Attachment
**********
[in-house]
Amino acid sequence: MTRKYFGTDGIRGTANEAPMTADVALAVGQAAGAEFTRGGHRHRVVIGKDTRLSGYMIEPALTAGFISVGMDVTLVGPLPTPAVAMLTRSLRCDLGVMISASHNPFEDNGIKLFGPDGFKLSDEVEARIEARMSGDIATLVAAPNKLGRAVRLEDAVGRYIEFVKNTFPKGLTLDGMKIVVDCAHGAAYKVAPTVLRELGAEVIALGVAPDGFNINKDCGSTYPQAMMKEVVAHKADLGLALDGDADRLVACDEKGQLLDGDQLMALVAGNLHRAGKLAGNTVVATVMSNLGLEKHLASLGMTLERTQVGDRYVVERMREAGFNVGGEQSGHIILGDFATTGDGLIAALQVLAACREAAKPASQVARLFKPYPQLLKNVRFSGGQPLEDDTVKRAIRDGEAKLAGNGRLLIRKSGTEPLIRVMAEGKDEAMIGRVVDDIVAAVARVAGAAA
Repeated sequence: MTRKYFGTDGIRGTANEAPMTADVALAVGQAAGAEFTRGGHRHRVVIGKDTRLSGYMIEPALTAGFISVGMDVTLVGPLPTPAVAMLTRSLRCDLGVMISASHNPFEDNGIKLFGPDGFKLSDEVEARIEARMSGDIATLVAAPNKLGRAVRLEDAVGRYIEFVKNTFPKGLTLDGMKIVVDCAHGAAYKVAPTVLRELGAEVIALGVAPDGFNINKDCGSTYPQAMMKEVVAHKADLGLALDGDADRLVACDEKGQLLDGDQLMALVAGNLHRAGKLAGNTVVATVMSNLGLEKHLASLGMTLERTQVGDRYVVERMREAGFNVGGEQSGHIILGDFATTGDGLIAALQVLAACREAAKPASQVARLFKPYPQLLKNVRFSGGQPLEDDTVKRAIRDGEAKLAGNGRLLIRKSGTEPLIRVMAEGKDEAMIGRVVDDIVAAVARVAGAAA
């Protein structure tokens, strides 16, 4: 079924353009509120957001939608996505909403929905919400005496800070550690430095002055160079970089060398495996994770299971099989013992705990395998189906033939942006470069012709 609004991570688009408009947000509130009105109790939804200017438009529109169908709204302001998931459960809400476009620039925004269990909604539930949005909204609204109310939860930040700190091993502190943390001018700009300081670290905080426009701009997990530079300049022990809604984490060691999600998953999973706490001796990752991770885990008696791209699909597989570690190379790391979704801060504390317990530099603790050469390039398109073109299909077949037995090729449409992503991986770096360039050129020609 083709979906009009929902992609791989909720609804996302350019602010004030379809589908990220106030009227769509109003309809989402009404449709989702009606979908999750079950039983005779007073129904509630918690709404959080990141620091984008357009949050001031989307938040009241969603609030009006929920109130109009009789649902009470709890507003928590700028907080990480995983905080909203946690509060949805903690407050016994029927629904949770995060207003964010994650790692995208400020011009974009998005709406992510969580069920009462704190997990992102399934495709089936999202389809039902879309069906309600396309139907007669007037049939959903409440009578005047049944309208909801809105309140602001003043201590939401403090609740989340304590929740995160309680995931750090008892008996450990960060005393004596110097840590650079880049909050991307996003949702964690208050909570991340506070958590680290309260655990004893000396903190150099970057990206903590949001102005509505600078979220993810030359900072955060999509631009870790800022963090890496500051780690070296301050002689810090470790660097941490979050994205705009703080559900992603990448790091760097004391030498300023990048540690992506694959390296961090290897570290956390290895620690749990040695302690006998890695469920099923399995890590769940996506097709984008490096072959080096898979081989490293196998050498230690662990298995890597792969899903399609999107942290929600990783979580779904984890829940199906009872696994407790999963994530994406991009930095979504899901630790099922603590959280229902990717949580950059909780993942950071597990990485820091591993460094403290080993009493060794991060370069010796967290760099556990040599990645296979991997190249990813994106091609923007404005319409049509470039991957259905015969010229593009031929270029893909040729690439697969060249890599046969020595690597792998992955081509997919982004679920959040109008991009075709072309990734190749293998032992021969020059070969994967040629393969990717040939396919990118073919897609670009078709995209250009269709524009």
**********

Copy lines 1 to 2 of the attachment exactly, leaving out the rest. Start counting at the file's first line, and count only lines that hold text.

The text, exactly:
[in-house]
Amino acid sequence: MTRKYFGTDGIRGTANEAPMTADVALAVGQAAGAEFTRGGHRHRVVIGKDTRLSGYMIEPALTAGFISVGMDVTLVGPLPTPAVAMLTRSLRCDLGVMISASHNPFEDNGIKLFGPDGFKLSDEVEARIEARMSGDIATLVAAPNKLGRAVRLEDAVGRYIEFVKNTFPKGLTLDGMKIVVDCAHGAAYKVAPTVLRELGAEVIALGVAPDGFNINKDCGSTYPQAMMKEVVAHKADLGLALDGDADRLVACDEKGQLLDGDQLMALVAGNLHRAGKLAGNTVVATVMSNLGLEKHLASLGMTLERTQVGDRYVVERMREAGFNVGGEQSGHIILGDFATTGDGLIAALQVLAACREAAKPASQVARLFKPYPQLLKNVRFSGGQPLEDDTVKRAIRDGEAKLAGNGRLLIRKSGTEPLIRVMAEGKDEAMIGRVVDDIVAAVARVAGAAA